Combine a 2-night hotel stay in the lively city of Kolkata with a Brahmaputra river cruise and discover ancient temples, traditional tea plantations and the amazing wildlife of Kaziranga National Park 2019 - Mar, Apr, Sep, Oct, Nov, Dec 2020 - Jan, Feb, Mar, Apr Save up to £975pp – flight inclusive package from just £2439pp!

    Kolkata Fly Cruise Package
    From £2439pp
    View Full Details

  • Golden Triangle and Mighty Brahmaputra

    15 Nights - Delhi to Jorhat

    Mahabaahu Mahabaahu

    A superb value, once-in-a-lifetime holiday to the dazzling highlights of India, combining a 6-night Golden Triangle tour to Delhi, Agra and Jaipur with a 7-night Brahmaputra river cruise through the national parks of the Assam Valley 2019 - Mar, Apr, Sep, Oct, Nov, Dec 2020 - Jan, Feb, Mar, Apr Save up to £975pp – flight inclusive package from just £3359pp!

    Sunset in Assam Fly Cruise Package
    From £3359pp
    View Full Details

  • Bhutan and Brahmaputra

    16 Nights - Kolkata to Guwahati

    Mahabaahu Mahabaahu

    Uncover the secrets of magical Bhutan, a Himalayan holy land with sacred temples and ancient monasteries, then enjoy a 7-night Brahmaputra river cruise through the Kaziranga National Park on this unique 16-night cruise holiday with return overnight flights and included excursions 2019 - Mar, Apr, Sep, Oct, Nov, Dec 2020 - Jan, Feb, Mar, Apr Save up to £975pp – flight inclusive package from just £4599pp!

    Taktsang Monastery Fly Cruise Package
    From £4599pp
    View Full Details

  • The Golden Triangle to the Strait of Malacca

    28 Nights - Delhi to Singapore

    Aegean Odyssey Aegean Odyssey

    A magnificent 29-day cruise tour through 8 fascinating countries which includes 7 overnight hotel stays, a 19-night full board cruise and 14 exceptional guided tours. Starting in the historical hotspot of India, this adventurous cruise tour voyages to the stunning Maldives and the cultural country of Sri Lanka before stopping at Andaman Islands. The cruise then journeys to the glorious beaches of Thailand and the vibrant city of Kuala Lumpur in Malaysia before finishing with a two-night hotel stay in Singapore. Includes guided excursions and expert guest lecturers.

    Agra Fort, India View Full Details

India Highlights

Agra (India)

Agra is home to one of the most famous buildings in the world - the Taj Mahal. Built by Mughal emperor Shah Jahan in memory of his third wife, Mumtaz Mahal, this gleaming white marble structure is one of the most popular tourist destinations. Sunrise and sunset show the massive dome in different lights, and the iconic picture of the Taj with the lake in front has become a romantic vision familiar the world over. The city of Agra has over 1.5 million people, and it is also noted for the Red Fort, a huge complex close to the Taj Mahal.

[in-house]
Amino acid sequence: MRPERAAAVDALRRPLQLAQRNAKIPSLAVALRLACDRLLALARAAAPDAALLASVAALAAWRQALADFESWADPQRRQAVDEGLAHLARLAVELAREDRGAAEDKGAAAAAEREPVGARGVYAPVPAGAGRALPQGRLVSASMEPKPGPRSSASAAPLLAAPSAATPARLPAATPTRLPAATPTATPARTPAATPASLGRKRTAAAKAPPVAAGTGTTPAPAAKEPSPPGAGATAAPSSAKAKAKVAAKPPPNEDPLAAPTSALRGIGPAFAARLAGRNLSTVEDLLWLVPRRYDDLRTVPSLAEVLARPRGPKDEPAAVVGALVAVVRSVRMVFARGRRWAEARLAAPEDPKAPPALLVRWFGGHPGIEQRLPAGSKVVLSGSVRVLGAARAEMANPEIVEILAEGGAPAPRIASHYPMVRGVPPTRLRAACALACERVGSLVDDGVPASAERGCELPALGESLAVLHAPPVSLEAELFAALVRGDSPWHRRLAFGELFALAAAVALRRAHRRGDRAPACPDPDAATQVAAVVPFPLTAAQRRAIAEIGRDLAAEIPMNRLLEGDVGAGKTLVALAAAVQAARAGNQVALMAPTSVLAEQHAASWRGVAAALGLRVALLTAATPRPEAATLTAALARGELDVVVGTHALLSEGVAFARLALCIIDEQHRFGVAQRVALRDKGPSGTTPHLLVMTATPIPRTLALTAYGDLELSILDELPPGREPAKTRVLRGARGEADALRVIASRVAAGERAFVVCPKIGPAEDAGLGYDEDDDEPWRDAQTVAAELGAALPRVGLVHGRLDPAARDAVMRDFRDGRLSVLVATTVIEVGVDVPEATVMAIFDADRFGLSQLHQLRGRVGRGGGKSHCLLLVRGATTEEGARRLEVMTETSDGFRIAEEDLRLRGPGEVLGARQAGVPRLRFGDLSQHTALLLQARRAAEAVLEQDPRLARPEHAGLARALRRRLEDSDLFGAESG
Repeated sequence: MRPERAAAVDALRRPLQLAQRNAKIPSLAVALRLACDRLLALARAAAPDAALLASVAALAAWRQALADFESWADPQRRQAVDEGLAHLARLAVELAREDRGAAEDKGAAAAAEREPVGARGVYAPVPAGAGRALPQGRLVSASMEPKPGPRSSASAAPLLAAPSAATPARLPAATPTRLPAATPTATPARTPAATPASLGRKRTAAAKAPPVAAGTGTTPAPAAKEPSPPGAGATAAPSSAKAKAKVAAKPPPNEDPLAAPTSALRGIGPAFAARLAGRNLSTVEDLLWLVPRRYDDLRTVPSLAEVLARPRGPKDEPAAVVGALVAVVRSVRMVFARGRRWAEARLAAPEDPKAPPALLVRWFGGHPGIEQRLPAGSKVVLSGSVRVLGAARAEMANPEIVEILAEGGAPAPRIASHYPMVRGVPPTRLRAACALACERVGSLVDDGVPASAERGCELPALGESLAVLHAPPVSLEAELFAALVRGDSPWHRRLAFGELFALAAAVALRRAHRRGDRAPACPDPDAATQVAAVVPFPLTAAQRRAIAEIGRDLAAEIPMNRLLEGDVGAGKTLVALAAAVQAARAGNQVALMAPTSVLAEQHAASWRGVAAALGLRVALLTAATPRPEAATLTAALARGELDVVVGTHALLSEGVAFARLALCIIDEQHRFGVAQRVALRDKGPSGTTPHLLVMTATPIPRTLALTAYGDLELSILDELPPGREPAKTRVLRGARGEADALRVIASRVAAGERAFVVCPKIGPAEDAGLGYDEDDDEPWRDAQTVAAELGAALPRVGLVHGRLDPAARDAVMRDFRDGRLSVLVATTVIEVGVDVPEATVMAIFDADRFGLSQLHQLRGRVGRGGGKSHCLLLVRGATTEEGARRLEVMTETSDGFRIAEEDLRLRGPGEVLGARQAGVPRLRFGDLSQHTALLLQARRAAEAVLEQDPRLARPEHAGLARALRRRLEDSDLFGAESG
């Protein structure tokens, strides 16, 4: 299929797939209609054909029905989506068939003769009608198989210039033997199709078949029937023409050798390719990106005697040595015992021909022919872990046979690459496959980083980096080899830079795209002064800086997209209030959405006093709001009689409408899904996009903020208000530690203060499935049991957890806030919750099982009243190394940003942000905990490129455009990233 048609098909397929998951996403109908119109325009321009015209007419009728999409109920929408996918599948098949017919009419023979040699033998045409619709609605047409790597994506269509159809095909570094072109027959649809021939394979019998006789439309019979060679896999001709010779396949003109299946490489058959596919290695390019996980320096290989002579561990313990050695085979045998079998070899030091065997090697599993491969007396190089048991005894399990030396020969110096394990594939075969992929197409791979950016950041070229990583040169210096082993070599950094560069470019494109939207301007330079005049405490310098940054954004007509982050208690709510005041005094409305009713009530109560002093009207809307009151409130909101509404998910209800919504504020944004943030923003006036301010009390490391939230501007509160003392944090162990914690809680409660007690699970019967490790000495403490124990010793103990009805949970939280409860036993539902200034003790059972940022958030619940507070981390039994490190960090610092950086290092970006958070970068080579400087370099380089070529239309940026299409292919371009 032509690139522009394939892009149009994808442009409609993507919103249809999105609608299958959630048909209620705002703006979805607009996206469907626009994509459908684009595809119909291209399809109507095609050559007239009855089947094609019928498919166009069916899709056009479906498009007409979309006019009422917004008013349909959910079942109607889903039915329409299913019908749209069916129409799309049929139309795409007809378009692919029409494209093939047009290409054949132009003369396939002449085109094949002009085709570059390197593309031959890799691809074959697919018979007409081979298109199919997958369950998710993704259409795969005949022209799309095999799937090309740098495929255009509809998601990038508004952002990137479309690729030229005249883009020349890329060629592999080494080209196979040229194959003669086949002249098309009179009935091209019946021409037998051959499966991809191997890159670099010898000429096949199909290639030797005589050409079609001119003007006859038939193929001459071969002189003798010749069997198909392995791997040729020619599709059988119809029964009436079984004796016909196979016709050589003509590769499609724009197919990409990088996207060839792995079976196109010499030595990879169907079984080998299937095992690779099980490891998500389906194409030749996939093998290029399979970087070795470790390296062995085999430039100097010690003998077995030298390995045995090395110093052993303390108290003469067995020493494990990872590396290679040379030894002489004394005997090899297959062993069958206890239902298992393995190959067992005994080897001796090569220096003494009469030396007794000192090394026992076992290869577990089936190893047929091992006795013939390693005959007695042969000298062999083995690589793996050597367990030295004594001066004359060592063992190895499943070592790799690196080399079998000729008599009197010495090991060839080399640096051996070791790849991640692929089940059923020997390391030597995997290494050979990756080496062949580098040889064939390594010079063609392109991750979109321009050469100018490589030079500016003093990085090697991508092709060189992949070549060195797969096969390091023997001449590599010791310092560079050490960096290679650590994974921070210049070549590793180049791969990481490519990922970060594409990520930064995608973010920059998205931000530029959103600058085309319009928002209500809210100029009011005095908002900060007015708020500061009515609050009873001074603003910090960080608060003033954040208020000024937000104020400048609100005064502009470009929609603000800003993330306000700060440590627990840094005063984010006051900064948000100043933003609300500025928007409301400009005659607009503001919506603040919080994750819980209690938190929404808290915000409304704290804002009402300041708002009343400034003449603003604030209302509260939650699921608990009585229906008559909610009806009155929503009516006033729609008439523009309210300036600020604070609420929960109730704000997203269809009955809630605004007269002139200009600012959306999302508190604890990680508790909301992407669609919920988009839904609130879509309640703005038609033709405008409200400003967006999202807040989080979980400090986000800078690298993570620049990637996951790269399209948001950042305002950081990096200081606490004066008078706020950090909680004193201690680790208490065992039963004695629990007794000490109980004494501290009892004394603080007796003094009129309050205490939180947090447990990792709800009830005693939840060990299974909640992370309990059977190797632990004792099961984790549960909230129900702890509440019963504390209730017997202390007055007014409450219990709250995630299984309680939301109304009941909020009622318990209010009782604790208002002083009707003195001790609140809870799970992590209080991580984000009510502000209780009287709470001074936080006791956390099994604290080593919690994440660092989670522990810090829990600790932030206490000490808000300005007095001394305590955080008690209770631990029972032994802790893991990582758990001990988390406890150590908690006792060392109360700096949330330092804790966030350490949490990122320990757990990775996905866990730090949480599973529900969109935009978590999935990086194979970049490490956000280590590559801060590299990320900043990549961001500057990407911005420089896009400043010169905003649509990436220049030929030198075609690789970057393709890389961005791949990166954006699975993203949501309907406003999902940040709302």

Chandannagar (India)

This riverside town was established by the French and remained under their control until 1951 even after Indian independence. There are still many traces of French influence - the riverside promenade (Strand), the Catholic Church of Sacre Coeur, and the house of former French Governor Joseph François Dupleix now a museum with a famous collection of antique French 18th century wooden furniture.


Delhi (India)

The capital city of India is a world mega-city with over 18 million inhabitants. Its population is growing rapidly as migrants from within India are attracted by the jobs and facilities on offer. It is a reflection of the world economic powerhouse that India will become. Delhi has sights from throughout the ages. Old Mughal structures such as the Red Fort reflect the wealth of that period. Delhi's wide streets and solid Government buildings go back to the era of investment by the British Raj. The India Gate area is a memorial to the Indian soldiers who fought with the British in World War One.


Jaipur (India)

Jaipur is known as the 'Pink City' because of its terracotta coloured buildings. The city centre is a bustling area which includes the City Palace, still lived in by the Maharajah of Jaipur. Nearby is Jantar Mintar, an ancient collection of outdoor astronomical structures used for telling the time and date - including the largest (and accurate) sundial in the world. Also in the city centre is Hawa Mahal, the 5-storey Palace of the Winds designed so that members of the Harem could see the happenings of the city without being seen. Outside the city is Jaipur's main attraction - the Amber (Amer) Fort on a hillside overlooking a lake. This huge complex with its many courtyards resembles a palace.


Kalna (India)

Kalna is an affluent riverside town with a market selling all kinds of vegetables and foodstuffs, and with a well-stocked fish market section. Kalna has some of Bengal’s most distinct terracotta temples, including the Rajbari royal palace complex of gardens and round-domed temples. The nearby Shiva temples comprise two perfect circles, one with 74 temples made entirely out of white marble and black stone, the other with 34 temples made of white marble alone.


Kolkata (India)

Kolkata was the centre of British rule in India before the capital moved to Delhi. It still retains British connections - and a replica of 'Big Ben' stands near the road from the airport. Probably the most famous Kolkata building is the huge Victoria Memorial raised in honour of Queen Victoria after her death. It is home to paintings from the Raj era and its museum is informative of Old Calcutta. One of the most famous residents of Kolkata is Mother Teresa, whose work with the poor through her Missionaries of Charity will lead to her canonisation in 2016. Mother Teresa's simple rooms and tomb in the Charity headquarters are open to the public.